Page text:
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There are many challenges to creating an effective security program in any airport infrastructure. Technology plays a significant role in any robust airport security initiative and, when deployed properly, can help security personnel address potential vulnerabilities in a more timely fashion, in addition to increasing effectiveness overall. With this in mind, airport officials seek out new technologies that help them meet these goals while maintaining high levels of protection for passengers and employees.

Many airports realize the value and benefits IP-based security devices can bring to their facilities and are moving forward with plans to transition CCTV systems to network-based technologies. Furthermore, the value of high-definition video surveillance as evidentiary support has grown, and airports are deploying more high-resolution cameras.

There also are plans to integrate video surveillance with other technologies -- such as access control, video analytics, license plate recognition and facial recognition -- to streamline security operations and reduce the need for manpower. Even with these upgrades and new installations, there is no room for scheduled system downtime.

“Security systems in airports are categorized as mission-critical systems, so those systems cannot be down,” said Danny Peleg, director of market development for transportation at Genetec. “When an airport transitions from one system to another, it is important that they still be able to maintain and use their system regardless of the transition. The transition has to be smooth, relatively fast, and cannot impact the performance and reliability of the system.”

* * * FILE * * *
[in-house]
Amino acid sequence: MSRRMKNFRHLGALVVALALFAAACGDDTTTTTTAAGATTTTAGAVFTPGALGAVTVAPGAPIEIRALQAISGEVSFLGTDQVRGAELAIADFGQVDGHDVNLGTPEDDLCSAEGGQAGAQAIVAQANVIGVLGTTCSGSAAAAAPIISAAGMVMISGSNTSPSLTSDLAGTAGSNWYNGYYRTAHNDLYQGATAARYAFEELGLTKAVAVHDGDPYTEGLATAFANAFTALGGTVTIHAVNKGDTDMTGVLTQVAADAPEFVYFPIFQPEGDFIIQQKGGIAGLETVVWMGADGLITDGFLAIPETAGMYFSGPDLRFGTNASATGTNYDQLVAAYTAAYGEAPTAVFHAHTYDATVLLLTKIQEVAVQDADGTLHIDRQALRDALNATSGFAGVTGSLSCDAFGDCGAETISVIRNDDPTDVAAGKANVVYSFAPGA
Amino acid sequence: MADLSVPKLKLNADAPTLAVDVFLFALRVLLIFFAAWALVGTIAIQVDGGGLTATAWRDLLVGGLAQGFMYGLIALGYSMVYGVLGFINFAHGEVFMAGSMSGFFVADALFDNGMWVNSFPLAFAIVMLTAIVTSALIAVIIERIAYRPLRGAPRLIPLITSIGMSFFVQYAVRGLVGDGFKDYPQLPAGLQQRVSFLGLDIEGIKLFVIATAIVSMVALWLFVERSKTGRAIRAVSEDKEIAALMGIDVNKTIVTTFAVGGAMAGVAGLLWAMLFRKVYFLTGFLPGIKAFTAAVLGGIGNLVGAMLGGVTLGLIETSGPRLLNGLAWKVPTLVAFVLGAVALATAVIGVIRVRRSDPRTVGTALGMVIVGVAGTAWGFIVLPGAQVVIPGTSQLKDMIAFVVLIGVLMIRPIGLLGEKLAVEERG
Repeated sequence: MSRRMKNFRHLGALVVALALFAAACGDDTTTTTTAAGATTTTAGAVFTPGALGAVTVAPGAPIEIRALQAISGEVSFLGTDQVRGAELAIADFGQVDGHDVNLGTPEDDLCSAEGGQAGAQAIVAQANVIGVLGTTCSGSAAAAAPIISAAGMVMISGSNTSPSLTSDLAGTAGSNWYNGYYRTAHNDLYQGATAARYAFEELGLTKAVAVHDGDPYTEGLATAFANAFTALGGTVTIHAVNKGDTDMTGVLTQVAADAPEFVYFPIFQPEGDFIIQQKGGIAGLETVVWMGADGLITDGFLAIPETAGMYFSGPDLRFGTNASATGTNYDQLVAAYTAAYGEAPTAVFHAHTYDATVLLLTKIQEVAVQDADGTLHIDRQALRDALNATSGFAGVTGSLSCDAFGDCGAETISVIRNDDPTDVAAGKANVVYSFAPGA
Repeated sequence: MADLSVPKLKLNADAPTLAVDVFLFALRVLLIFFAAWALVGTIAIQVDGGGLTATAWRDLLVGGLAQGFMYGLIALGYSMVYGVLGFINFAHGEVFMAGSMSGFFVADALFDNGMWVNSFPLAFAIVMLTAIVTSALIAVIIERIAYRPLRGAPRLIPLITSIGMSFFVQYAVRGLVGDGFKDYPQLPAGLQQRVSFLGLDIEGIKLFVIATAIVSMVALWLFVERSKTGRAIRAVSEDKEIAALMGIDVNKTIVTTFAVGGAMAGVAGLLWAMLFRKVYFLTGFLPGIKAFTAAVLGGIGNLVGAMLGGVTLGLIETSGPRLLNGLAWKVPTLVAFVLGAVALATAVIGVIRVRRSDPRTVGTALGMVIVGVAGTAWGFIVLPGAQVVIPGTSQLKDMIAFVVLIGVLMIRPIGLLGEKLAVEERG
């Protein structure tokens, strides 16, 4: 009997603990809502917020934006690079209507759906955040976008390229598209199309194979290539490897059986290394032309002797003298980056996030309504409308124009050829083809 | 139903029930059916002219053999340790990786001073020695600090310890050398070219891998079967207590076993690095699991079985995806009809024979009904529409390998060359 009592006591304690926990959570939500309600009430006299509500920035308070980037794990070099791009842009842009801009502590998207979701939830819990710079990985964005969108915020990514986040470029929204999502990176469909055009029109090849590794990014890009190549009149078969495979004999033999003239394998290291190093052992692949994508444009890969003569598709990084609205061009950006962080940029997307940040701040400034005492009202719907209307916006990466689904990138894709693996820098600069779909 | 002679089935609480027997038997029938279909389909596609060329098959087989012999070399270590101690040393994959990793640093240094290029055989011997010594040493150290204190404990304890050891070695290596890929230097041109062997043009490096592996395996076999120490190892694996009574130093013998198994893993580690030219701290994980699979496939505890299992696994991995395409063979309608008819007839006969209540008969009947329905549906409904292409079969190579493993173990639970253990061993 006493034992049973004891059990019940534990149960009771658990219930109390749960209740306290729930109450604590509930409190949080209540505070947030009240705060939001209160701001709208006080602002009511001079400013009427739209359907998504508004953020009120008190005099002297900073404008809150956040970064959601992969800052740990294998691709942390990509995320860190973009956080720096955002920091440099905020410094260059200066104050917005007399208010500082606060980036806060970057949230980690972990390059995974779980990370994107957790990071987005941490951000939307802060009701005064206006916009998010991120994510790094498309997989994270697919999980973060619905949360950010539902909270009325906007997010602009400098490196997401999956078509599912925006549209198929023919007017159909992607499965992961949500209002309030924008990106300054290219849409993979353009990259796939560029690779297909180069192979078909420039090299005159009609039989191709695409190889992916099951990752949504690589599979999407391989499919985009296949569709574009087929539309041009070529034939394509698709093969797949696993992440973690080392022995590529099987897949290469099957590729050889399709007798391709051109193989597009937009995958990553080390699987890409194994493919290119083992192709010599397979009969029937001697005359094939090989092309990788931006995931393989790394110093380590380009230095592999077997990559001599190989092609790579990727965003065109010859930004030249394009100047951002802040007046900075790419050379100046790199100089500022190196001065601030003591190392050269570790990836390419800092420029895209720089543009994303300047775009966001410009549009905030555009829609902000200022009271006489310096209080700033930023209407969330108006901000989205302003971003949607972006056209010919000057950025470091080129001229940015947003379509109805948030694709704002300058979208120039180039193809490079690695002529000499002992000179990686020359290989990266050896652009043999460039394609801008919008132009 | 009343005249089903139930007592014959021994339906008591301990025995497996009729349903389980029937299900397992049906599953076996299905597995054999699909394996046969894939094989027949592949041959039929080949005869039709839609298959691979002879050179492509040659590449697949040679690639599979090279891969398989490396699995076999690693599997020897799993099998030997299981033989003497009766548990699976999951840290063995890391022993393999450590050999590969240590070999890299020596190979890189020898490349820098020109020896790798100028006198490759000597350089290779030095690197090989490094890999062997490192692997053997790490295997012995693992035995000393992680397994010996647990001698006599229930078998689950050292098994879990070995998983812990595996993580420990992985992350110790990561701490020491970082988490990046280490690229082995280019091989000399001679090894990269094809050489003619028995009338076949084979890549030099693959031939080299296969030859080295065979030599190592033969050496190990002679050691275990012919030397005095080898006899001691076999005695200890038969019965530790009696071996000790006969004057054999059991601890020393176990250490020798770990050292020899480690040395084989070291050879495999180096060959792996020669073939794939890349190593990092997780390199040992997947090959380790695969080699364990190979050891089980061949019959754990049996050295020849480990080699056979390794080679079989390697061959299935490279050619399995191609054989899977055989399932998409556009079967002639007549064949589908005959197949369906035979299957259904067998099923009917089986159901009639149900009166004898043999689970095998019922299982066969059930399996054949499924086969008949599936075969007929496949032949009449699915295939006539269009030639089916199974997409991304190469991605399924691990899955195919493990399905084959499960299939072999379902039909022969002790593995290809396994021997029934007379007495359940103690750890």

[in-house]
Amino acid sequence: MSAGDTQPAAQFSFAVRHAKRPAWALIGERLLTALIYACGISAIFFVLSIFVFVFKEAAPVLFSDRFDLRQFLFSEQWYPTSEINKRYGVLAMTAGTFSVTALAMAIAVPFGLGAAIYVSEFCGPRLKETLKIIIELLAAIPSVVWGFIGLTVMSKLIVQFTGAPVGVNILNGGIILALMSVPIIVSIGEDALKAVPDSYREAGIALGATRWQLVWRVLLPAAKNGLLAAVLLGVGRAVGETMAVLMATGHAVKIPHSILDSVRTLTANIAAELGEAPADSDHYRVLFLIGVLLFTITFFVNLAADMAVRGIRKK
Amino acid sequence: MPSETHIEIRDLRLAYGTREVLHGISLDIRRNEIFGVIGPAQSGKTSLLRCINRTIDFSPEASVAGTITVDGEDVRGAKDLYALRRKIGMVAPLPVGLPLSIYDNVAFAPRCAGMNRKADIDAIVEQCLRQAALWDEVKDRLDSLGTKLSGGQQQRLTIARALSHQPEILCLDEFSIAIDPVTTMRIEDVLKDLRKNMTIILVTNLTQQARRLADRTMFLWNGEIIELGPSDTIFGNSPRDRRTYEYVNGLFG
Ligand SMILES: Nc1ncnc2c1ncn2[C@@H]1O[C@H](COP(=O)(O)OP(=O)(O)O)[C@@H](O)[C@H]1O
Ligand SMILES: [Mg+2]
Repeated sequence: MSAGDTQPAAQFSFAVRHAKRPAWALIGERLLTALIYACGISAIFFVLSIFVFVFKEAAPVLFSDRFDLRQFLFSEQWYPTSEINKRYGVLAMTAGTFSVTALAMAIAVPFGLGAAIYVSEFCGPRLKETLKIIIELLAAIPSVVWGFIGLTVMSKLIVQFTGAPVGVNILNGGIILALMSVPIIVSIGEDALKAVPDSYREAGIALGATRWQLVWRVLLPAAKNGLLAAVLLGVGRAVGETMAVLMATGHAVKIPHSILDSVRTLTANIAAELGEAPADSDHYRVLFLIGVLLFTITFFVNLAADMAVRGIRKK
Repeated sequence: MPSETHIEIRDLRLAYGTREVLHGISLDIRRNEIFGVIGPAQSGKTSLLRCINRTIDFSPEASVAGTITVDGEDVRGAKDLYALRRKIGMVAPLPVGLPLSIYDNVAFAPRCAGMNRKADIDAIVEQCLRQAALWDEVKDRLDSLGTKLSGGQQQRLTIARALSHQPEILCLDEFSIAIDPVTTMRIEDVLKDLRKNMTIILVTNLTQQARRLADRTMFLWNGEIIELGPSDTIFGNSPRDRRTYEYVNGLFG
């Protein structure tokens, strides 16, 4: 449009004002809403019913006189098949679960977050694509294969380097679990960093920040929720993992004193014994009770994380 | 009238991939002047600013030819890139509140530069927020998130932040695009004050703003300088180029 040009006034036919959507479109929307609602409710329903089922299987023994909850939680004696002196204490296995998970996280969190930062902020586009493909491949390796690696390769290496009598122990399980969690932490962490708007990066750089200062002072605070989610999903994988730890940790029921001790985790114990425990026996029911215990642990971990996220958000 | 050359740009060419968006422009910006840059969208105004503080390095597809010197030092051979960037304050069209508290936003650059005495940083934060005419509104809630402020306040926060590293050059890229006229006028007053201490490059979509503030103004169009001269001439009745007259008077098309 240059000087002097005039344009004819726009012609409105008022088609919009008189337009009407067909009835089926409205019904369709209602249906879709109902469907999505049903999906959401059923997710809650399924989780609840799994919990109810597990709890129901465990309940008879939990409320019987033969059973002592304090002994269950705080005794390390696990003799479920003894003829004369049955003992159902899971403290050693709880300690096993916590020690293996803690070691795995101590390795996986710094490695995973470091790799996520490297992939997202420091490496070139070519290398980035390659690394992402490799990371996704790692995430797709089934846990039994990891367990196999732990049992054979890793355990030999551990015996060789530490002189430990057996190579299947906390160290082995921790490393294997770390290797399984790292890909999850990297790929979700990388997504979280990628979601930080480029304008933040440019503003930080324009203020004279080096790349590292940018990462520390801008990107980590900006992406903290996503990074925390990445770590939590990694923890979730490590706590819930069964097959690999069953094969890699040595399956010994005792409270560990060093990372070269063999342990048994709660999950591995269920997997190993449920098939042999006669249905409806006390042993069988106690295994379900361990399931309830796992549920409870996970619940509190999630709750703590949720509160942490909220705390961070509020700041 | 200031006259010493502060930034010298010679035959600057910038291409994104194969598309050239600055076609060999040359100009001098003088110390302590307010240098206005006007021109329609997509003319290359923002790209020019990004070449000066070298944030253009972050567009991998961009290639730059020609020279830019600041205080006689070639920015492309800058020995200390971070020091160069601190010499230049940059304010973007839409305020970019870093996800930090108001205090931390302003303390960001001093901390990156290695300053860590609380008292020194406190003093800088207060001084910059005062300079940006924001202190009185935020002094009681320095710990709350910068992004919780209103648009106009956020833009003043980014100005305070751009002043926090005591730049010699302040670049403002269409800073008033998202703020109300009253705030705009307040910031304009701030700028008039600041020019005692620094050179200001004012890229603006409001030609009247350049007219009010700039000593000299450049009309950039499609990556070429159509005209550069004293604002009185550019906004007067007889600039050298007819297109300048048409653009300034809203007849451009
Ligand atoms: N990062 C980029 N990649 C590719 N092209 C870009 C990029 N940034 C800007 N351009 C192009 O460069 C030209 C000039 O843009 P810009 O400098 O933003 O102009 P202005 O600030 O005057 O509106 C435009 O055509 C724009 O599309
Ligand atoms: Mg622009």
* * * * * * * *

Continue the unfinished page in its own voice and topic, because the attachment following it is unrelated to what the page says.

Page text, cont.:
Peleg added that airports can make use of existing technologies to maximize existing infrastructure. Facilities with an open-architecture video management system have an easier time of it. Some VMS vendors offer systems with a closed architecture, making interoperability between systems and technologies nearly impossible. The beauty of open architecture is that it makes it easier to integrate on both the hardware and software level, and it avoids the additional costs of a complete overhaul.

As long as an airport has network connectivity among its systems, technologies and sites, it is possible to integrate various system components.

“However, this depends on the other systems and technologies that will be connected,” Peleg said. “As long as those systems speak the same language -- in other words IP -- then it should not be a problem. In the case of cameras, for example, adding IP encoders to an analog camera would help rectify this issue.”

The Absolute Value of Surveillance
Video surveillance is a proven method of reducing crime and speeding up investigations, which is why there is an influx of camera deployments on a global scale. There also is an uptick in the use of high-resolution cameras and digitalbased systems.